Easy Come, Easy Go
“Every extraordinary capital market gain,” said Jeremy Grantham, courtesy of Marc Faber, “has retreated 100% – or more.”
Grantham, Mayo, Van Otterloo & Co. have prepared charts that show what happened in various “extraordinary capital markets.”
The gold market was extraordinary, for example, in the 1970s. Reading the small type on the charts, I see that the price of gold was about $40 per ounce in 1970. The line spikes almost straight up to over $1,000 in real terms in the late ’80s. And then it comes right back down in a near-vertical line to about where it started.
The chart for oil prices is very different. Yet, the overall pattern is the same. From about $10 a barrel in 1962, oil rose to almost $70 a barrel (again, real prices)…and then collapsed back to almost $10 again.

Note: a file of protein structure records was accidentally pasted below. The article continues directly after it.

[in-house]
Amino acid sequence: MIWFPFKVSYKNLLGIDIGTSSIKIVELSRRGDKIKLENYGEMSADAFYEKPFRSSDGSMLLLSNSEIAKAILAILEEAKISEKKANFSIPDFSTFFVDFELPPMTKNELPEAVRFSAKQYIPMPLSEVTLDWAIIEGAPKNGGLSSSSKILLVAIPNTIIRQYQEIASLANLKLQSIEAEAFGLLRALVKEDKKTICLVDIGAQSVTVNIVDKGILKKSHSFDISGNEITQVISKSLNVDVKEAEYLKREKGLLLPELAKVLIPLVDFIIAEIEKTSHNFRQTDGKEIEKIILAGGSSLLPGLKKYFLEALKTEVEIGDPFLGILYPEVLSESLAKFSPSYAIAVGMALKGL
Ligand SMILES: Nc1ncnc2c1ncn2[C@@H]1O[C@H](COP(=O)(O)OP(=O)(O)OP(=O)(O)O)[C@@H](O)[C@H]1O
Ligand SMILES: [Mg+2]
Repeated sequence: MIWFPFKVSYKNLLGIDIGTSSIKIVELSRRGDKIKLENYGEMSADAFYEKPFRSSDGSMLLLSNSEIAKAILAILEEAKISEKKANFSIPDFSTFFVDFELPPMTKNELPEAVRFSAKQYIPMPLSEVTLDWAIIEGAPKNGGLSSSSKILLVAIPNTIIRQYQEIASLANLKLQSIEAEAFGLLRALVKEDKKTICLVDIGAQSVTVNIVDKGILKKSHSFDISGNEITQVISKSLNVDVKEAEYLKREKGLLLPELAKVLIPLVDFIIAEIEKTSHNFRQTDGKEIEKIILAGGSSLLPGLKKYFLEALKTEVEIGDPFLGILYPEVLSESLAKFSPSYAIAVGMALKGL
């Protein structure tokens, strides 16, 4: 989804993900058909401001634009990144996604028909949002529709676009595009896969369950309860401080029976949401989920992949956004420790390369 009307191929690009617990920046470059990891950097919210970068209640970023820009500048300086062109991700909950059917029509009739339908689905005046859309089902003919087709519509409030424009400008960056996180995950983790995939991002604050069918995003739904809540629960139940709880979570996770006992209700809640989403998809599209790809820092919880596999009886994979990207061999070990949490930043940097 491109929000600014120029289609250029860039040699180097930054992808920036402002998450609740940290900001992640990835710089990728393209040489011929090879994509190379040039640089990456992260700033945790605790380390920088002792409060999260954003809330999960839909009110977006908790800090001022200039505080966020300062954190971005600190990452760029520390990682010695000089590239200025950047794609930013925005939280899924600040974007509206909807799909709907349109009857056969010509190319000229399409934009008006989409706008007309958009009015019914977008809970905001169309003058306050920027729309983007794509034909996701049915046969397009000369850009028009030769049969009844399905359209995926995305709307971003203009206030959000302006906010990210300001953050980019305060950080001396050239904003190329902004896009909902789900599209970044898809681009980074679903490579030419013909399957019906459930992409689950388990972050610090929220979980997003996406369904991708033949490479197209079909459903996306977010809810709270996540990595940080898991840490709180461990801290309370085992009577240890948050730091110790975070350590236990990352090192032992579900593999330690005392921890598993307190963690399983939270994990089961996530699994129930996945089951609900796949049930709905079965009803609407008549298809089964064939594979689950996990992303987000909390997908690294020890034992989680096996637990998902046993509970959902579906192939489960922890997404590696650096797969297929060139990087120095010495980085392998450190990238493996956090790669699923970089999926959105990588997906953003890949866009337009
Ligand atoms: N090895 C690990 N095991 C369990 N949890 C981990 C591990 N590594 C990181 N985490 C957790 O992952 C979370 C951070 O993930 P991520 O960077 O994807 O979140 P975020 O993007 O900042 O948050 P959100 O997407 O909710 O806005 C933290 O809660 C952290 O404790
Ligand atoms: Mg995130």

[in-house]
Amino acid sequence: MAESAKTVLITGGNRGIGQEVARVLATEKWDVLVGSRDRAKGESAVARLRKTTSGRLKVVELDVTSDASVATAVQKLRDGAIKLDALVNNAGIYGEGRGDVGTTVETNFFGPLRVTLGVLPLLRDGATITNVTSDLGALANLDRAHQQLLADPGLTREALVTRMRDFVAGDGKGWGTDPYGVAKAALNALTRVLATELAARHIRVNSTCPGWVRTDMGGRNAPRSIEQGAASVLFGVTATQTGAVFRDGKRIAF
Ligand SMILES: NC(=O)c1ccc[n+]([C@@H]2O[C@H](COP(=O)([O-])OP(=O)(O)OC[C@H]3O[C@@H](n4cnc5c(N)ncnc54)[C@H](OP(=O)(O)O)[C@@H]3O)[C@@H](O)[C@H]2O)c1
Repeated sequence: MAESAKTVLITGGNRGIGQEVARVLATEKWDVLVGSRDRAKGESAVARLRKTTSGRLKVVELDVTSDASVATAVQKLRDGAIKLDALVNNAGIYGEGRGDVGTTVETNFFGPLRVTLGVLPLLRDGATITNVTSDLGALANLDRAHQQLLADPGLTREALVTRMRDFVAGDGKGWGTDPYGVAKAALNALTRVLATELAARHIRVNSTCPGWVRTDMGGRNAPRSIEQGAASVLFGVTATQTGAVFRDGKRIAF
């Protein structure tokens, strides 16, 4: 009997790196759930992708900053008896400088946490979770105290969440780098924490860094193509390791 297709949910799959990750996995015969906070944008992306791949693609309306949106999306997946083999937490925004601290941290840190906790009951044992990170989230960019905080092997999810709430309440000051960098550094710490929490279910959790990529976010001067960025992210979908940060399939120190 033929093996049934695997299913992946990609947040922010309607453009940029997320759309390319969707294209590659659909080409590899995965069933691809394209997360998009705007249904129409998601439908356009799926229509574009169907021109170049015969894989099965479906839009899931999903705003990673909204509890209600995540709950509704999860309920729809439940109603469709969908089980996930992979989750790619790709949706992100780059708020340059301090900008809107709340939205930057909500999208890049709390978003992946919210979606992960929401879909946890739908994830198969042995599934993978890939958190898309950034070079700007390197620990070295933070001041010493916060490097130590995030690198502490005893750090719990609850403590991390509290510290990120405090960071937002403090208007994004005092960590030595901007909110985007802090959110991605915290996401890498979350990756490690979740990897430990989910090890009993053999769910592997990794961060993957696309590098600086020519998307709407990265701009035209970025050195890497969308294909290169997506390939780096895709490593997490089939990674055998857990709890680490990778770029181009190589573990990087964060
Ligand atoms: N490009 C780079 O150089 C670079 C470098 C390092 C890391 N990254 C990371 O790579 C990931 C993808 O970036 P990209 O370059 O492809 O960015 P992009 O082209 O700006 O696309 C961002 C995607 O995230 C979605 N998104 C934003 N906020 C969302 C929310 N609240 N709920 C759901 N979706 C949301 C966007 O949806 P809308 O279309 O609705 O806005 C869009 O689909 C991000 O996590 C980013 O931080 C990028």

Similar charts for other commodities – nickel and cocoa – – show the same pattern.
Today’s Reuter’s wire included the opinions of various analysts and investors. In addition to the bullishness about the future were descriptions of present market sentiment.
“Panic and fear” was how one analyst described the mentality on Wall Street. Many of the major dot.coms and big techs have already taken stunning losses. Amazon, for example, was at about $110 a share when Jeff Bezos’s mug was on the cover of TIME magazine in January.
Since then, his stock has fallen below $30…a loss of more than 70%. The Nasdaq as a whole is down more than 15% for the year. And many of the dot.coms – such as Theglobe, mentioned above, have lost as much as 99% of their value.
And yet, most investors still have faith. If the B2C stocks are out of favor, they switch to B2B. When B2B loses its sensational appeal, they move to the infrastructure plays…and when that romance ends, it’s on to the bio-techs, bandwidth, and so on.